After Instagram announced a new initiative meant to “nudge” teen users away from harmful content last year, the platform says it’s finally rolling out the feature in the US, UK, Ireland, Canada, Australia, and New Zealand. If a teen’s spending too long on Instagram’s Explore page looking at posts with a particular theme, the platform will display a notification suggesting that they look at other types of posts instead.
Instagram says the feature “is designed to encourage teens to discover something new and excludes certain topics that may be associated with appearance comparison.” As shown in an image of the feature, users will receive a notification that prompts them to “Choose what to explore next” with a variety of posts they can choose from instead. Tapping into a post will let users scroll through a different stream of content that isn’t related to the topic the teen was previously looking at.
An external study cited by Instagram indicates that 58.2 percent of respondents “agreed or strongly agreed that nudges made their social media experience better by helping them become more mindful of their time on-platform.” Instagram says its own test of the feature shows a similar trend — over a one-week period, Instagram saw one in five users switch topics when they received a nudge.
“We want to make sure people feel good about the time that they spend on Instagram… This is a way to softly encourage that,” Adam Mosseri, the head of Instagram, said in an interview on CBS Mornings. “No matter what topic you’re going deep into, if you’re going particularly deep, we let you know, and we suggest some other topics.”
Starting today, parents will have more power to supervise and limit their teens’ time on Instagram and Meta VR headsets.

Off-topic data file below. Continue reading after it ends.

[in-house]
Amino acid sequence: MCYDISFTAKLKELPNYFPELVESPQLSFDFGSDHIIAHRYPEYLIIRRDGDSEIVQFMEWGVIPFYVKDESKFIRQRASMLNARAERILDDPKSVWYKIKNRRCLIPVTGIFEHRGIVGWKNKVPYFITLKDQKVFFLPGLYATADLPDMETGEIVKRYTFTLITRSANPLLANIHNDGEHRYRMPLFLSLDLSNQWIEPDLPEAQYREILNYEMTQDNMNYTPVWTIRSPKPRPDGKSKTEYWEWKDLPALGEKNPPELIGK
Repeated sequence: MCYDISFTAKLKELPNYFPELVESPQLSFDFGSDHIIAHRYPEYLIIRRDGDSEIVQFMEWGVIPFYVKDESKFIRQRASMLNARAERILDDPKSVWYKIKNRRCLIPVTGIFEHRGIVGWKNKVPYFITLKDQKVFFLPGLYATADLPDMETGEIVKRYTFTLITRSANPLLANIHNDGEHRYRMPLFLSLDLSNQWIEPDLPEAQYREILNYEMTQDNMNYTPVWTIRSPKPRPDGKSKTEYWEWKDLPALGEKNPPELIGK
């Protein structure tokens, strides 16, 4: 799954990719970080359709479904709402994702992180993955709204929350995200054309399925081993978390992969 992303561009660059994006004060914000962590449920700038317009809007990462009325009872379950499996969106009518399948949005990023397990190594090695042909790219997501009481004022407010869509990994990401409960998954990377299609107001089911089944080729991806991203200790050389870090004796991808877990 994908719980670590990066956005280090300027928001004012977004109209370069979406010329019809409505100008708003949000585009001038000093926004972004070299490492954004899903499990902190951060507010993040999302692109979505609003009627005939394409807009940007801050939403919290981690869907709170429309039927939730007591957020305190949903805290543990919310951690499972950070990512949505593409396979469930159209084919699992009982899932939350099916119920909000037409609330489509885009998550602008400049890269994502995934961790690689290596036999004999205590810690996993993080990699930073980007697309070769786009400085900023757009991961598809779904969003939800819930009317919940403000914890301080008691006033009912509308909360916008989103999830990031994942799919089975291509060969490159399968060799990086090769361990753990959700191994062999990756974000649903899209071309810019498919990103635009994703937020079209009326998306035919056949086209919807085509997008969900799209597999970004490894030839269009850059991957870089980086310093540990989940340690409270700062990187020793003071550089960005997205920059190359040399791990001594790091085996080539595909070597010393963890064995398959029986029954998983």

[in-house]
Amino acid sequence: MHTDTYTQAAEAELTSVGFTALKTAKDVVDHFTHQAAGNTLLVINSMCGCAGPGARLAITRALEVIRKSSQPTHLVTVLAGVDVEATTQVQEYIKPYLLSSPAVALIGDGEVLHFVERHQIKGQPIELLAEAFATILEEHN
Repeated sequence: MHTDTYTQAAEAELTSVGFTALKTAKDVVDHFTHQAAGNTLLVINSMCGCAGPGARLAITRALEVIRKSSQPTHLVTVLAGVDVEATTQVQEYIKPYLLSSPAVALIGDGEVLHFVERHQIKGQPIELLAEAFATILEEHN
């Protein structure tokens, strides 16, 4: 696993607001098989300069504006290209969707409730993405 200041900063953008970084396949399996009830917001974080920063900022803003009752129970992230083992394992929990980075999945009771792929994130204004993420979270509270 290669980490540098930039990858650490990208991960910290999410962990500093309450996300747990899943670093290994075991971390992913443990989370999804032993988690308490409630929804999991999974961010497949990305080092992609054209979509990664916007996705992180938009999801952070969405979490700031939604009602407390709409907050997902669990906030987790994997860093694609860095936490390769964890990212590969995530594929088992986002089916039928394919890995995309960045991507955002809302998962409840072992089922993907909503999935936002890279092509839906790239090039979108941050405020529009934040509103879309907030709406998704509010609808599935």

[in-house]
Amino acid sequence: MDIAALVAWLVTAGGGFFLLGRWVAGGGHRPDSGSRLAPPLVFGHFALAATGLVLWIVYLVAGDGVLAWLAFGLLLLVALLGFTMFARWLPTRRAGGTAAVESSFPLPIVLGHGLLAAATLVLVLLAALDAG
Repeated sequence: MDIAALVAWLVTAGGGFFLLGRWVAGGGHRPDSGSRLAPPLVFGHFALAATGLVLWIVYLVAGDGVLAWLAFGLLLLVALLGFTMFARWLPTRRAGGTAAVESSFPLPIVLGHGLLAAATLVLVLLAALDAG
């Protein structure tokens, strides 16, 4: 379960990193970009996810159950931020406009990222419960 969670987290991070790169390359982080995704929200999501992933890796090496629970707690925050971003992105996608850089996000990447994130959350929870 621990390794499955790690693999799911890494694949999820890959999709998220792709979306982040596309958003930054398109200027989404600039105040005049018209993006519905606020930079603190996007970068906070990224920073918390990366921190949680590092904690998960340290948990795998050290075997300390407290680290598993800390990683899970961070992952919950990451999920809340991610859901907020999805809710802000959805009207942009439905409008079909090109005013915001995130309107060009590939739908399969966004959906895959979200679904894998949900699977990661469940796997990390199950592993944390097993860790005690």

— CBS Mornings (@CBSMornings) June 14, 2022
Users will receive nudges no matter what topic they’re scrolling through, harmful or not. “The notification shows up after scrolling on any topic for a number of consecutive posts,” Instagram spokesperson Liza Crenshaw explained in an emailed statement to The Verge. “But, what we include in the recommendations of what to switch to excludes content that may be associated with appearance comparison.”
Instagram is also working to bring its Take a Break feature, which encourages teens to spend time outside of Instagram, to Reels in a more interactive way. The platform’s testing reminders to turn on the Take a Break feature if a teen has been scrolling through reels for a while — the reminders will display reels from creators including @foodwithsoy, @abraxaxs, and @mayasideas, suggesting they may appear in line with other reels rather than as a separate notification. It is currently testing the feature in the US, UK, Ireland, Canada, Australia, and New Zealand and plans to roll it out widely “later this summer.”
Lastly, Instagram is making some adjustments to its existing parental controls. The platform will now let parents send invites to their kids asking to gain access to parental supervision tools, something only teens were previously able to initiate. Parents can also see information on what types of posts or accounts their child reports, as well as gain more control over the time their teen spends on Instagram.
Instagram faced intense criticism after Facebook whistleblower Frances Haugen came forward with a set of leaked documents that have come to be known as the “Facebook Papers.” Leaked internal research suggests that Instagram’s parent company, Facebook (now Meta), is aware of the negative impact it has on young users — especially teenage girls who continually scroll through images of people with “ideal” bodies. While some teens reported feeling “addicted” to Instagram in the internal studies, others said it exacerbated their anxiety and body image issues.
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